September 2016
Volume 57, Issue 12
Open Access
ARVO Annual Meeting Abstract  |   September 2016
Non-invasive Measurements of Ocular Perfusion Pressure in Marmosets and its Relationship with Myopia Development and Progression
Author Affiliations & Notes
  • Tobin Ansel
    SUNY College of Optometry, New York, New York, United States
  • Ann Nour
    SUNY College of Optometry, New York, New York, United States
  • Alexandra Benavente-Perez
    SUNY College of Optometry, New York, New York, United States
  • Footnotes
    Commercial Relationships   Tobin Ansel, None; Ann Nour, Johnson and Johnson Vision Care, Inc. (F); Alexandra Benavente-Perez, Johnson and Johnson Vision Care, Inc. (F)
  • Footnotes
    Support  None
Investigative Ophthalmology & Visual Science September 2016, Vol.57, 5513. doi:
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    • Get Citation

      Tobin Ansel, Ann Nour, Alexandra Benavente-Perez; Non-invasive Measurements of Ocular Perfusion Pressure in Marmosets and its Relationship with Myopia Development and Progression. Invest. Ophthalmol. Vis. Sci. 2016;57(12):5513.

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      © ARVO (1962-2015); The Authors (2016-present)

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Abstract

Purpose : To develop a non-invasive protocol to measure ocular perfusion pressure (OPP) in marmosets, and to describe how OPP changes with age and with myopia development and progression.

Methods : OPP was measured non-invasively in a total of 29 marmosets (N=12 for repeatability and reproducibility; N=11 treated; N=6 age-matched untreated). The eleven treated marmosets wore -5D contact lenses for 10 weeks from the age of 67.64±7.26 days (N=5 binocular treatment; N=6 OD -5D/ OS plano). Refractive error (Rx), vitreous chamber depth (VC), and OPP measurements were recorded immediately prior to treatment, and at 4, 8 and 10 weeks during treatment (T4, T8, T10). OPP calculations were derived from non-invasive intraocular pressure (IOP; Tonopen AVIA Vet) and blood pressure measurements (BP; CODA monitor system) performed under anesthesia (alfaxan, 0.0015 cc/g, im). OPP was calculated as two thirds of mean arterial pressure (MAP) minus IOP.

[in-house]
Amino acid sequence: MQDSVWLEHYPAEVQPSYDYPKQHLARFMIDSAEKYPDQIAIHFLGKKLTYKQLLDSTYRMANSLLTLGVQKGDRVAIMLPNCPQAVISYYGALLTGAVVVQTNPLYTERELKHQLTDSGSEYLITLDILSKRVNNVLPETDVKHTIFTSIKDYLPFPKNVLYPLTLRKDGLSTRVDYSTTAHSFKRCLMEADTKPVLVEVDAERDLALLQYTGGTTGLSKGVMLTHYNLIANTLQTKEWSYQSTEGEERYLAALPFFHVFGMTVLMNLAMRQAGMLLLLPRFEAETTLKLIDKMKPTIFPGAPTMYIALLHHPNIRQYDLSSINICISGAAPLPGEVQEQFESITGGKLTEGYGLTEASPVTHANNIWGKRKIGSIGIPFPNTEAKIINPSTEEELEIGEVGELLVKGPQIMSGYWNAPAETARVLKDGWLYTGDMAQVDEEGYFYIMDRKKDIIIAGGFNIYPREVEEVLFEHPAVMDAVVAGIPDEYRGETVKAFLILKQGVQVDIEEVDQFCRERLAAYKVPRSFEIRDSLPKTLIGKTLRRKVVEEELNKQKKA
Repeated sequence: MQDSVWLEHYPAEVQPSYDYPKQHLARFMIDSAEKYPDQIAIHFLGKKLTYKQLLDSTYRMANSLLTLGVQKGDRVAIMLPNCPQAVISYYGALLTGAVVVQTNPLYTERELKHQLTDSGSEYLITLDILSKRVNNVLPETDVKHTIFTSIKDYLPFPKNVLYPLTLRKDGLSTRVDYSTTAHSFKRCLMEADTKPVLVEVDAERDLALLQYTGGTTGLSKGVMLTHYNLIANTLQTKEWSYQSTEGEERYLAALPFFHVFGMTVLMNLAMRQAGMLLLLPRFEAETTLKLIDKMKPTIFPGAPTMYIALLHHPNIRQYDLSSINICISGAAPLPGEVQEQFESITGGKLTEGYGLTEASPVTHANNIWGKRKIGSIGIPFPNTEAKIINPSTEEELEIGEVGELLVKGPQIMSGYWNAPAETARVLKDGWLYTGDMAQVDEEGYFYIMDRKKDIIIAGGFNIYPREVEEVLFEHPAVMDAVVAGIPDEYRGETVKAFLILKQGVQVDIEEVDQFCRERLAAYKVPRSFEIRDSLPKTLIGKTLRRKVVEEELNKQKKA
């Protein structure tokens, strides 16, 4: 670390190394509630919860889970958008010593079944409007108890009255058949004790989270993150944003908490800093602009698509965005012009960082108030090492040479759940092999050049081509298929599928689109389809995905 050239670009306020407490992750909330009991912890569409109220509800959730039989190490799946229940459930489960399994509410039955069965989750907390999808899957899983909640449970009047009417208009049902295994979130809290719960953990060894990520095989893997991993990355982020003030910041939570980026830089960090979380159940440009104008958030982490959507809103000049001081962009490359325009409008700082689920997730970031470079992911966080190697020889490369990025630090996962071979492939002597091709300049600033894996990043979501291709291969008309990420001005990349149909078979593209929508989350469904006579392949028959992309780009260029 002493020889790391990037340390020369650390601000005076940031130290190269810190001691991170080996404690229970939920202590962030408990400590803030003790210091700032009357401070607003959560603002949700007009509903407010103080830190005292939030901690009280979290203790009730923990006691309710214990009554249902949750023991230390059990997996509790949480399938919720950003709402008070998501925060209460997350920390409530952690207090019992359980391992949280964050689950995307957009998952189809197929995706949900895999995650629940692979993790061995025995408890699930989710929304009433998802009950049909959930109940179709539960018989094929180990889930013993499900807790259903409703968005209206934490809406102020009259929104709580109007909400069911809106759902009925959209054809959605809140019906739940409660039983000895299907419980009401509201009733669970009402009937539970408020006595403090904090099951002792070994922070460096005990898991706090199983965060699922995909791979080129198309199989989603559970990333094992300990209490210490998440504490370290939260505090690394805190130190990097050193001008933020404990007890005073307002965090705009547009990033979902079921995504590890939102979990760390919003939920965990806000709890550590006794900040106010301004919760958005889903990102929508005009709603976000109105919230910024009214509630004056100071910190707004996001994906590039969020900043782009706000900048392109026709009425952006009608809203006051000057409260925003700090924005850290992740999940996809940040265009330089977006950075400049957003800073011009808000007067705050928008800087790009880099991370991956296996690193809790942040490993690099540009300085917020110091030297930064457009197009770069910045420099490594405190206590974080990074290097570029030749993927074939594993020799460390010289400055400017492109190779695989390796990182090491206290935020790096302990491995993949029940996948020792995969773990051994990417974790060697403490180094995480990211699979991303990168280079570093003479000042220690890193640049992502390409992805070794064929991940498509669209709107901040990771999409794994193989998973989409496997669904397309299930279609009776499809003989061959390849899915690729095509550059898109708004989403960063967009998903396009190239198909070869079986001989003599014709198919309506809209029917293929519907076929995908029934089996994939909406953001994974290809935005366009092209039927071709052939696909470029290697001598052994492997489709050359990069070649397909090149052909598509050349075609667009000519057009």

Results : Treatment with -5D contact lenses induced compensatory changes in refraction (change in Rx at the end of treatment: monocular group: -3.65±1.54D; binocular group: -5.57±1.34D) and VC (change in VC: monocular group 645.38±116.59 µm; binocular group: 819.07±124.48 µm). OPP measurements were normally distributed, repeatable and reproducible (IOP: CoR: 9.82%, CoV: 18.23%, CoRepro: 14.49%; MAP: CoR: 2.08%, CoV: 2.35%, CoRepro: 15.38%). OPP remained within 2.73±7.56 mmHg in untreated marmosets as they aged (repeated ANOVA, p>0.05). However, both treatment groups showed a significant increase in OPP as myopia developed (change in OPP at the end of treatment: monocular group: 1.48±6.38mmHg, p=0.015; binocular group: 9.35±5.55 mmHg, p=0.013).

Conclusions : Non-invasive measurement of ocular perfusion pressure in anesthetized marmosets is a safe and repeatable procedure. OPP did not change significantly with age within the first year of life, but increased with myopia development and progression. This relationship between ocular perfusion pressure and myopia may be related to changes in metabolic demands with increased axial length, and suggests an active vascular autoregulatory mechanism in marmoset eyes.

This is an abstract that was submitted for the 2016 ARVO Annual Meeting, held in Seattle, Wash., May 1-5, 2016.

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